Exceptional July weather coming to an abrupt end

Monday 22 July 2013, 21:58

Paul Hudson Paul Hudson

July so far has been exceptionally dry, warm and sunny, but a notable change in the weather is expected in the next 36 hours.

 

At Linton-on-Ouse in North Yorkshire, less than 2mm of rain has fallen so far this month.

 

It’s fair to say that farmers and gardeners are now very keen for rain, although reservoir stocks are still healthy in Yorkshire following last summer’s washout.

 

The hot spell has, understandably, dominated the media.

 

It has been the only prolonged hot spell since July 2006 – which itself turned out to be the hottest July on record on Met Office figures which date back to 1910.

 

Temperatures at Heathrow and Northolt this afternoon reached 33.5C (93F) making it the hottest day anywhere in the UK since July 20th 2006.

 

But the spell of hot weather has not been in the same league as that recorded during the record-breaking summer of 1976.

 

That year, temperatures were higher than 32C (90F) for 15 consecutive days from late June to early July somewhere in the UK.

 

That said, with temperatures soaring again today, we’ve had 17 consecutive days with temperatures exceeding 28C, equalling the sequence set in 1995, but not as long as the sequence set in 1997 (19 days)

 

In 1976, there were 22 such days.

 

But with the jet stream expected to slip southwards from its current position, the weather will be more unsettled for the rest of July and into early August.

 

Warnings are in place for the next 36 hours, as developing thunderstorms could lead to local flooding as a result of torrential rain falling on to the sun-baked land.

 

After the thundery breakdown it will though remain warm into the weekend, and although more unsettled, there will still be some sunshine at times - together with a risk of further heavy showers.

 

Here in Yorkshire and Lincolnshire next week could feel very different, with temperatures closer to normal for the time of the year as low pressure dominates the our weather bringing rain to most areas.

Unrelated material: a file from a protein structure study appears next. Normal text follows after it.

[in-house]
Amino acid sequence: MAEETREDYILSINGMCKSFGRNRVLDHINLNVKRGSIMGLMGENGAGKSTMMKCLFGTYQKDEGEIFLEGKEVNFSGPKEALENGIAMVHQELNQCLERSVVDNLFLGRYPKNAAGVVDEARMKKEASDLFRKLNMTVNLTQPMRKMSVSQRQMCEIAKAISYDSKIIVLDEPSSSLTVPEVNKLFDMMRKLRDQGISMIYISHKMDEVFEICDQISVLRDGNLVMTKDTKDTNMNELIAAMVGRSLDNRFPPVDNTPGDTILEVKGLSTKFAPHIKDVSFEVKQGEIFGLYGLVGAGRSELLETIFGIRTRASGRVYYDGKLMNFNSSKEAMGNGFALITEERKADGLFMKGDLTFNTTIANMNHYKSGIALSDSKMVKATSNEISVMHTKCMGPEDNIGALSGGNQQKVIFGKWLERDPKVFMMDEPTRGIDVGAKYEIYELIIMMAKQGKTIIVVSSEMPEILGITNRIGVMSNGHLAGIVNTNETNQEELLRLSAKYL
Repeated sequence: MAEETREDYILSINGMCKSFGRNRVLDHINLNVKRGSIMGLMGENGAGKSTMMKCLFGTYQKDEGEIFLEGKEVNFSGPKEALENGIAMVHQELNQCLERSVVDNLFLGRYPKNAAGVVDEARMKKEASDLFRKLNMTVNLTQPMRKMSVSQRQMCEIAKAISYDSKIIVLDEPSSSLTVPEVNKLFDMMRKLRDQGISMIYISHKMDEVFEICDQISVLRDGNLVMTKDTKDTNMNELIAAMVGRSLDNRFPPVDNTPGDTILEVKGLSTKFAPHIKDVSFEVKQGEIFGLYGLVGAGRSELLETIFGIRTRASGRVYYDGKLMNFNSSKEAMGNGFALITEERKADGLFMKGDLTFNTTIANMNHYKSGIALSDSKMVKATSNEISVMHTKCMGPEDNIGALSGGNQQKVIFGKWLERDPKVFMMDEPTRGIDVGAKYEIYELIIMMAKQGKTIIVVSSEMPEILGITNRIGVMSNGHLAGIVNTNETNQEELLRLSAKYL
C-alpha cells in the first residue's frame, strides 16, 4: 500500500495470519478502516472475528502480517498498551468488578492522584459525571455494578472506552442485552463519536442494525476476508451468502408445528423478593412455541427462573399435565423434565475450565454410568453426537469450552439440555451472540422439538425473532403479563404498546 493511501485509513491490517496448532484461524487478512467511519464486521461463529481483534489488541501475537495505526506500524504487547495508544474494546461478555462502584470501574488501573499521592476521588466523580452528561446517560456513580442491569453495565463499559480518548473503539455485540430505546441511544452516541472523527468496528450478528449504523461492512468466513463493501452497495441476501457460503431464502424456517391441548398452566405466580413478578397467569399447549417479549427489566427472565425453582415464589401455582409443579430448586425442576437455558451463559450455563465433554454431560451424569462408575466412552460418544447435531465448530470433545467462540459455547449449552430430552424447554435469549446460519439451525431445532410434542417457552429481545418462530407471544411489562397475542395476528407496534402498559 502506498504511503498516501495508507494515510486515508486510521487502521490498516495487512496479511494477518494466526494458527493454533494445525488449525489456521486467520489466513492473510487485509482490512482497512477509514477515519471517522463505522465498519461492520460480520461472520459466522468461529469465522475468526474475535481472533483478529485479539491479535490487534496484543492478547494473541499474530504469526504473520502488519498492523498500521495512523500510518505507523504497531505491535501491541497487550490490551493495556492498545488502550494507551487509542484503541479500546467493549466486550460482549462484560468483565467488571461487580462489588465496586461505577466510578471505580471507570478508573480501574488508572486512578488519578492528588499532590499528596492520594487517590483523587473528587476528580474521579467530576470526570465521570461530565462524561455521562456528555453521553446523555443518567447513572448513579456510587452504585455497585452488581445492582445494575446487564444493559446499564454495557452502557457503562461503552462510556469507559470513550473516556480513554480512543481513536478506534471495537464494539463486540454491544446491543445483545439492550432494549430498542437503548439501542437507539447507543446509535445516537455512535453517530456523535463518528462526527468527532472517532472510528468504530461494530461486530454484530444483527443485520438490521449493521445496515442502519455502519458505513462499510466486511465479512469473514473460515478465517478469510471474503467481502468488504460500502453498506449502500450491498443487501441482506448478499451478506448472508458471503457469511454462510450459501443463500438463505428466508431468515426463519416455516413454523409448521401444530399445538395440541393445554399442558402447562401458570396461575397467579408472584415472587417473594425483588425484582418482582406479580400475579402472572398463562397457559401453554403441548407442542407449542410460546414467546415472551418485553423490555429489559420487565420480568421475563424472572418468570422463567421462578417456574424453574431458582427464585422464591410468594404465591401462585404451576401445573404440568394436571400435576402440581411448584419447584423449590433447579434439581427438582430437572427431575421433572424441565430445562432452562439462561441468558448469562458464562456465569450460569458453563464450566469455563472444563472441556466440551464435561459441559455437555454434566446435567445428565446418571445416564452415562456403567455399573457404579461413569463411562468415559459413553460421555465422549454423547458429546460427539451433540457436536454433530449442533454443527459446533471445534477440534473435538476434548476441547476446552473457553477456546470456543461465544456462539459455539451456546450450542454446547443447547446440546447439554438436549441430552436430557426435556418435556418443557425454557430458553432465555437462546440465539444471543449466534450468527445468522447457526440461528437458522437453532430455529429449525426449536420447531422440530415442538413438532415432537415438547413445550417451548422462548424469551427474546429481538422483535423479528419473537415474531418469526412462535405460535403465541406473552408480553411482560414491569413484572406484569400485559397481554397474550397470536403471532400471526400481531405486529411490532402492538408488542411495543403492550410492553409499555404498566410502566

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    Comment number 1.

    Recently the importance of the jet stream in weather forecasting seems to have new significance. Why?

  • rate this
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    Comment number 2.

    I suspect that the jetstream has always been significant, it's just that we didn't know it was.

  • rate this
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    Comment number 3.

    From the previous blog topic:

    #132.newdwr54

    "US NOAA/NCDC is suggesting June 2013 was 0.64 warmer than the 20th century average for June. That would make it the 5th warmest June in the NOAA record started 1880. The official data set hasn't been updated as yet and there are usually small changes to past temperatures which might affect this.

    Based on the 1981-2010 anomaly base period, the data sets so far reporting are NOAA: 0.22; UAH: 0.30; NASA: 0.28 and RSS: 0.19. HadCRUT4 still to report."

    You didn't mention that NCDC/NOAA actually shows a fall in the global anomaly between May and June, mainly due to a fall in the SH anomaly, compared to a big rise in GISS, UAH and RSS.

    I think the difference must be due to different methods of calculating Antarctic temperature anomalies. Judging from the relative maps, GISS has far more "coverage" of the Antarctic than NCDC/NOAA and last month, large parts were below normal while this month they are mostly above normal.

    Based on the NCDC/NOAA anomaly, it is possible that HadCRUT4 will also show a global and SH fall for June.

  • rate this
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    Comment number 4.

    From the previous topic:

    #141.greensand

    "QV, have you seen an update of the UAH "zonal" data for June? Of late I have been using:-"

    That's the link I use too, it sometimes takes a while for it to be updated.

  • rate this
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    Comment number 5.

    "It has been the only prolonged hot spell since July 2006 – which itself turned out to be the hottest July on record on Met Office figures which date back to 1910."

    If the Met Office figures only date back to 1910 who is it that compiles and publishes the CET figures? Have they subbed it out? Can't understand why it is not mentioned that July 2006 was the "hottest" in 354 CET years?

 

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Rest of July & early August outlook

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Hello, I’m Paul Hudson, weather presenter and climate correspondent for BBC Look North in Yorkshire and Lincolnshire. 

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I worked as a forecaster with the Met Office for nearly 15 years locally and at the international unit, after graduating with first class honours in Geophysics and Planetary physics at the University of Newcastle upon Tyne in 1992. I then joined the BBC in October 2007, where I divide my time between forecasting and reporting on stories about climate change and its implications for people's everyday lives.

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